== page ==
It is getting a little 'weird'

It is getting a little 'weird'

It is getting a little 'weird'

At some point last week, Weird Al Yankovic’s Twitter account became unmanageable.
Yankovic, 54, the proudly nerdy song parodist who became an early MTV staple with Michael Jackson sendups like “Eat It,” said that he tries to respond to every Twitter message from his 3.3 million followers, but that the volume made even looking at his account seem like “drinking from the proverbial fire hose”.

Unmatched popularity

The reason: the spectacular, viral success of the online video campaign to promote his latest album, “Mandatory Fun” (RCA), which became the first No 1 of Yankovic’s three-decade career.

With 1,04,000 sales in the US, according to Nielsen SoundScan, “Mandatory Fun” is also the first comedy album to top Billboard’s album chart since Allan Sherman’s “My Son, the Nut” in 1963. His new videos have been watched a total of 46 million times. “This is something I never dreamed would ever happen,” Yankovic said.

Yankovic’s late-career success marries the satirical approach to music he’s been playing since the late 1970s with the most up-to-date thinking in online marketing — a content bombardment, financial backing by popular websites and a catchy hashtag, #8videos8days.

Yankovic’s plan was to release a new video each day for eight days. He started July 14 with “Tacky,” a parody of Pharrell Williams’s monster hit “Happy” — complete with silly dance and long tracking shot. He followed with videos like “Foil”, a play on Lorde’s “Royals” about the uses of aluminium food wrap, and “Word Crimes”, a rant about bad grammatical habits set to Robin Thicke’s “Blurred Lines”:

“I read your email
It’s quite apparent
Your grammar’s errant
You’re incoherent...”

Because RCA did not provide any production budget, Yankovic said, the videos were paid for by various partner sites that brought their own audiences, like Nerdist, Funny or Die and College Humor. The gambit worked. Yankovic’s Web stats exploded.

On Wikipedia, for example, his profile has drawn 5,75,000 views this month, up from fewer than 1,000 views last month, according to music data-tracking firm Next Big Sound. On Spotify, Yankovic’s music was streamed 3,282,937 times around the world last week, up 785 per cent from the week before.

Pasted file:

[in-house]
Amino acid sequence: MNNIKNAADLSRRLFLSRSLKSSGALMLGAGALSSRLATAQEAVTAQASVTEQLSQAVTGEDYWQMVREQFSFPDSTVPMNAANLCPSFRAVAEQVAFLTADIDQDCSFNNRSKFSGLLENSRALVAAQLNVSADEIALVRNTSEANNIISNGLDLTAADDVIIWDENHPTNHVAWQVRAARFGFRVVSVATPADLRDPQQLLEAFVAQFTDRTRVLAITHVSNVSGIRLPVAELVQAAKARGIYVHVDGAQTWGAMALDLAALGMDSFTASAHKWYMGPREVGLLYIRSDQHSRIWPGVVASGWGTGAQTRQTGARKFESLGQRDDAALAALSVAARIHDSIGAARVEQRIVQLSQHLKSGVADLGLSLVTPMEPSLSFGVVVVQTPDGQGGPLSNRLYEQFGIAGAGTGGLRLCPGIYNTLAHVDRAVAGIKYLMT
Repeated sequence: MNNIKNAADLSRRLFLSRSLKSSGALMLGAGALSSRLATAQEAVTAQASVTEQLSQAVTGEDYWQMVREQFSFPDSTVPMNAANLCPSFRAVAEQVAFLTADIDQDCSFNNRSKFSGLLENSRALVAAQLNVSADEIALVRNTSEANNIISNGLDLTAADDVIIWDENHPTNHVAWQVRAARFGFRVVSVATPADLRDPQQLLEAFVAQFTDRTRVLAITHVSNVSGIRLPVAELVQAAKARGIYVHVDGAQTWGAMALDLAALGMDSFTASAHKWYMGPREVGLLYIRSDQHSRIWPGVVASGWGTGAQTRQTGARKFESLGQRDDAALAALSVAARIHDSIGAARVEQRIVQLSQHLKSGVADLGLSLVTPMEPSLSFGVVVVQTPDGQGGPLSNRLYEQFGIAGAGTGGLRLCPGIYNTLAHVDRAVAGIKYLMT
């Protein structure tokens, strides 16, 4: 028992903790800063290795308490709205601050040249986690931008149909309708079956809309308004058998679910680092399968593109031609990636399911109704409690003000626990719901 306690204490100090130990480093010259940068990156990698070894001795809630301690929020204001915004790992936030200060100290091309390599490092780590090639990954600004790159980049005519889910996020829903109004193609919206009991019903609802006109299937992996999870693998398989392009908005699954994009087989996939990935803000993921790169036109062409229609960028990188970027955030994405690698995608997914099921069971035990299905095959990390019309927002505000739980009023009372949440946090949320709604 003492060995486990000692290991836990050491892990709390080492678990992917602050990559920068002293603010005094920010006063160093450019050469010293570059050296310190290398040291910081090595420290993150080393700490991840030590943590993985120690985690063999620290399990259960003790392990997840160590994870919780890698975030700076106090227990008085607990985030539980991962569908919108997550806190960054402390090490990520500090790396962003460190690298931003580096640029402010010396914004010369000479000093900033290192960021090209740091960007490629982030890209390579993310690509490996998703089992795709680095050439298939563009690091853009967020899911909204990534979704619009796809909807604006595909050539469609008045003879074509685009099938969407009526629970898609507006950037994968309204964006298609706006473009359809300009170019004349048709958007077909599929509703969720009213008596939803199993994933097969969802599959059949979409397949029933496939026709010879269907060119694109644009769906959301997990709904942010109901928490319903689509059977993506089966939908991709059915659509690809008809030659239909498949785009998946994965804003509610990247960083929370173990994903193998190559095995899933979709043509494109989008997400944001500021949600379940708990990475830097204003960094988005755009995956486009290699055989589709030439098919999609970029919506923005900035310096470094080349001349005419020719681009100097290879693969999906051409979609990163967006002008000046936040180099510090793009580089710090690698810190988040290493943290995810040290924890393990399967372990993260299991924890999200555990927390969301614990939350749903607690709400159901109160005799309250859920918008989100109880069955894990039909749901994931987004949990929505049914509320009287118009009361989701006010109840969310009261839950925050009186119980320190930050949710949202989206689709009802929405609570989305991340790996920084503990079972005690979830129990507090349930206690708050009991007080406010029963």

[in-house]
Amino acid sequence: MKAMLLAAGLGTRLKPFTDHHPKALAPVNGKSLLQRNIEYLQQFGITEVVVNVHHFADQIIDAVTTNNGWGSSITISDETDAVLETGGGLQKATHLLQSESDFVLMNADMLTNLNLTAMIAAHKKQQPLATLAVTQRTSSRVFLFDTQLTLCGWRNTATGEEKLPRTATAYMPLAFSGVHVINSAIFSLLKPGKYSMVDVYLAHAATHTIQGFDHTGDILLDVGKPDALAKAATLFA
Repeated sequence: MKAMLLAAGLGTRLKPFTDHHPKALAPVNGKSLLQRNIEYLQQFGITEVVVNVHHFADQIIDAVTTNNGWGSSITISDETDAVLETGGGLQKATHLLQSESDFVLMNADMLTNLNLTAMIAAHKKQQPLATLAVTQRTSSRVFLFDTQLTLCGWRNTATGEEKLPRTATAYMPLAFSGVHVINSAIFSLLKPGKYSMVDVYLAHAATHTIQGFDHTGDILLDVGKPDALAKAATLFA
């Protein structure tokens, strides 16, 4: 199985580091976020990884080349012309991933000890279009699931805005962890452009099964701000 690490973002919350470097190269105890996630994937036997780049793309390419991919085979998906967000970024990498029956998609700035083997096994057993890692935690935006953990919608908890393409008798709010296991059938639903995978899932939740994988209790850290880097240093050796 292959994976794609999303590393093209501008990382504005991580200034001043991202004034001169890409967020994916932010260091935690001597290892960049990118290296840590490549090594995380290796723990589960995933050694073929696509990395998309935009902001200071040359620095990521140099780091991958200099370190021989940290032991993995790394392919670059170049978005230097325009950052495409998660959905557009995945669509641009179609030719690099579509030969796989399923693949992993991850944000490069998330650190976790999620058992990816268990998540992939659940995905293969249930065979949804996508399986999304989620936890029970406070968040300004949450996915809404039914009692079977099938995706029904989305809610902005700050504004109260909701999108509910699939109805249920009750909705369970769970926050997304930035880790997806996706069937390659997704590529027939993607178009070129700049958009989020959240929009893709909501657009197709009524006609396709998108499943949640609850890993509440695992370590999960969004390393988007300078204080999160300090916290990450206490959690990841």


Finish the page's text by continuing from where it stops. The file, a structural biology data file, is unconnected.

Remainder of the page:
To some commentators, the video gambit recalled Beyoncé’s surprise release last year of an album complete with 14 songs, 17 videos and a direct-to-the-fans approach. As Yankovic sees it, the goal was simply to try to get people’s attention.

“I wasn’t thinking, ‘Oh, I’m on the bleeding edge of marketing, this is going to be a business model that will change the world’,” Yankovic said. And he bristled at the suggestion that he imitated anybody. For his last album, “Alpocalypse” in 2011, he made videos for all 12 songs. “I did it before Beyoncé,” he said, sounding more jovial, really, than irked.

Being funny

Born and raised in Southern California, Yankovic learned to play the accordion and was inspired by the novelty songs on Dr Demento’s radio show, where he later gained his first exposure when the show played his homemade recordings. His parody style took shape in 1979, when “My Bologna”, a version of the Knack’s hit “My Sharona”, was released by Capitol Records, and by the early 1980s Yankovic and his videos were embraced by the nascent MTV network.

To some extent, the achievement of “Mandatory Fun” is a function of the music industry’s woes, as the number of copies sold to reach No. 1 keeps getting smaller. Also, Jason Mraz’s “Yes!” opened at No. 2 with 81,000 sales; “Rise Against” bowed at No 3 with 53,000 copies of its new “The Black Market”; and “Kidz Bop 26”, the latest installment of a series of toddler-friendly versions of pop hits, opened at No. 4 with 46,000 sales.

So far this year, album sales are down 15 per cent compared with the same point last year, and sales of individual tracks are down 13 per cent. Yankovic seemed acutely aware of the industry’s struggles and planned his marketing blitz accordingly.

“For the last decade and a half, the music industry has been in sort of a free fall, with everybody trying different things to see what works,” he said. “I just thought this is a good idea that makes the most sense. Let’s give it a shot and see if it works.”